Category Archives: Home Improvement

Pella vs. Andersen Windows Cost 2019: Pros & Cons, ROI

Andersen and Pella, Pella and Andersen. The two window giants are compared more often than any other two brands, and for a good reason; each company offers an impressive selection of windows ranging from affordable to luxurious, available in multiple materials and all window styles and sizes.

Pella Windows — Modern Farm House Bedroom

via Luxury Home Tours on Pella.com

This buying guide is your comprehensive source for window prices for both brands, plus their complete window series and style information. We start with what’s on every homeowner’s mind:

  • How much do Pella windows cost?
  • How much do Andersen windows cost?

This table lists the series, material and pricing details for all Pella and Andersen windows, making it easy to compare window costs:

Pella Windows

Series Material Types Cost
Architect Series 850 Wood S, D, C, A $835-$1,500
Architect Series Reserve Wood D, C, A $1,000-$1,800
Designer Series 750 Wood D, C, A $650-$1,100
450 Series/ProLine Wood D, C, A $170-$365
Impervia Fiberglass S, D, C, A, G $225-$600
350 Series Vinyl S, D, C, A, G $160-$335
250 Series Vinyl S, D, C, A, G $145-$300
Encompass by Pella Vinyl S, D, C, A, G $120-$315

Andersen Windows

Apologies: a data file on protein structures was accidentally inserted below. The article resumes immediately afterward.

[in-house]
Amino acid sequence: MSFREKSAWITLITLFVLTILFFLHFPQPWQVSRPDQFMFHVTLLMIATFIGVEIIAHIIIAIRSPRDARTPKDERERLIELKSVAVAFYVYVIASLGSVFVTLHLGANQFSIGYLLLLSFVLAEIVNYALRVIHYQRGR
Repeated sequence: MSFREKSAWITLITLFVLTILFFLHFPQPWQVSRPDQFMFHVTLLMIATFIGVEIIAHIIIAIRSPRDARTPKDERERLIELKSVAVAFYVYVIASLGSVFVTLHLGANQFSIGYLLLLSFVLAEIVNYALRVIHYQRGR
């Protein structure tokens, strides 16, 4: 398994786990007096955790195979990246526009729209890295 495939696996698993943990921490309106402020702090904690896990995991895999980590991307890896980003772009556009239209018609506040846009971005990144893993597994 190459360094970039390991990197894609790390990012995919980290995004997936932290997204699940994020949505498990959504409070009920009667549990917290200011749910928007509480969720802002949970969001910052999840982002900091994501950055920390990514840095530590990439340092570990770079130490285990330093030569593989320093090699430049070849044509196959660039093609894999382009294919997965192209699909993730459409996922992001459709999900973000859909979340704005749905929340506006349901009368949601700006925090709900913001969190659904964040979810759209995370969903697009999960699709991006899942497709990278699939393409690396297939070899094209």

Series Material Types Cost
Architectural Collection E-Series Wood D, C, A $900-$1,425
Architectural Collection A-Series Wood/Fibrex D, C, A $1,000-$1,650
400 Series Wood D, C, A, G $425-$800
200 Series Wood D, G $265-$535
100 Series Fibrex S, C, A, G $185-$315
Renewal by Andersen Fibrex D, C, A, G $885-$1,750

Notes:

  • Cost: The Cost column reflects windows of average size and most common features chosen by homeowners. Specific window costs will range slightly lower or higher based on the feature package chosen such as window size, glazing/glass package, extras like exterior cladding, custom grilles, built-in blinds or shades.
  • Types Code: S=single-hung; D=double-hung; C=casement; A=awning; G=gliding or sliding. Most window series also offer picture/fixed windows and bay/bow window assemblies.

Did you Know? New construction windows are different from replacement windows.